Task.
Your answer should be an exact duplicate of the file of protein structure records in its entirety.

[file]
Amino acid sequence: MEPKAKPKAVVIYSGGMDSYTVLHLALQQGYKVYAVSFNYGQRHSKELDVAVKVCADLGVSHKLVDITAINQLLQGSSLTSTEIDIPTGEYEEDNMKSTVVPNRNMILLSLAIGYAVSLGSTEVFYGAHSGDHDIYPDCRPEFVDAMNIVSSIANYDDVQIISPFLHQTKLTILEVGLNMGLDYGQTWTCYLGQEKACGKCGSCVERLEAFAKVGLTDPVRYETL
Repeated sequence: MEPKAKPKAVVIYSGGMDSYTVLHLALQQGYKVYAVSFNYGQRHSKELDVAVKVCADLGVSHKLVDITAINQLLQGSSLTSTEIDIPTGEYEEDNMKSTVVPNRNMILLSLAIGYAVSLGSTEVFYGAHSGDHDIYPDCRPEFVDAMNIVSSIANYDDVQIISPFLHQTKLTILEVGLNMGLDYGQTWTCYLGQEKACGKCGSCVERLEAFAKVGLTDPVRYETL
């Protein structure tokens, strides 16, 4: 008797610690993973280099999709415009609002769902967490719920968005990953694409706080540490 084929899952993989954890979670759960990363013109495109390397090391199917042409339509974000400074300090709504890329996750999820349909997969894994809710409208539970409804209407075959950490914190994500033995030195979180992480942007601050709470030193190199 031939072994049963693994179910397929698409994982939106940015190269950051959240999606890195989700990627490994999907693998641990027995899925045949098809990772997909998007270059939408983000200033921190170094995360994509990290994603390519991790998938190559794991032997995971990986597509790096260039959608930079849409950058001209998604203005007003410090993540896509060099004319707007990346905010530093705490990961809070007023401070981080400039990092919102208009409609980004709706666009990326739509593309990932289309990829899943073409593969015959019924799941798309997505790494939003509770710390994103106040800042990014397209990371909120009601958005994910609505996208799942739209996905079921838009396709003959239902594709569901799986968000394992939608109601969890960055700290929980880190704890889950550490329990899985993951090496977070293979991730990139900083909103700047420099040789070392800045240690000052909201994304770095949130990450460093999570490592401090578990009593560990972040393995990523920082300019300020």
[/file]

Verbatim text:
Amino acid sequence: MEPKAKPKAVVIYSGGMDSYTVLHLALQQGYKVYAVSFNYGQRHSKELDVAVKVCADLGVSHKLVDITAINQLLQGSSLTSTEIDIPTGEYEEDNMKSTVVPNRNMILLSLAIGYAVSLGSTEVFYGAHSGDHDIYPDCRPEFVDAMNIVSSIANYDDVQIISPFLHQTKLTILEVGLNMGLDYGQTWTCYLGQEKACGKCGSCVERLEAFAKVGLTDPVRYETL
Repeated sequence: MEPKAKPKAVVIYSGGMDSYTVLHLALQQGYKVYAVSFNYGQRHSKELDVAVKVCADLGVSHKLVDITAINQLLQGSSLTSTEIDIPTGEYEEDNMKSTVVPNRNMILLSLAIGYAVSLGSTEVFYGAHSGDHDIYPDCRPEFVDAMNIVSSIANYDDVQIISPFLHQTKLTILEVGLNMGLDYGQTWTCYLGQEKACGKCGSCVERLEAFAKVGLTDPVRYETL
């Protein structure tokens, strides 16, 4: 008797610690993973280099999709415009609002769902967490719920968005990953694409706080540490 084929899952993989954890979670759960990363013109495109390397090391199917042409339509974000400074300090709504890329996750999820349909997969894994809710409208539970409804209407075959950490914190994500033995030195979180992480942007601050709470030193190199 031939072994049963693994179910397929698409994982939106940015190269950051959240999606890195989700990627490994999907693998641990027995899925045949098809990772997909998007270059939408983000200033921190170094995360994509990290994603390519991790998938190559794991032997995971990986597509790096260039959608930079849409950058001209998604203005007003410090993540896509060099004319707007990346905010530093705490990961809070007023401070981080400039990092919102208009409609980004709706666009990326739509593309990932289309990829899943073409593969015959019924799941798309997505790494939003509770710390994103106040800042990014397209990371909120009601958005994910609505996208799942739209996905079921838009396709003959239902594709569901799986968000394992939608109601969890960055700290929980880190704890889950550490329990899985993951090496977070293979991730990139900083909103700047420099040789070392800045240690000052909201994304770095949130990450460093999570490592401090578990009593560990972040393995990523920082300019300020």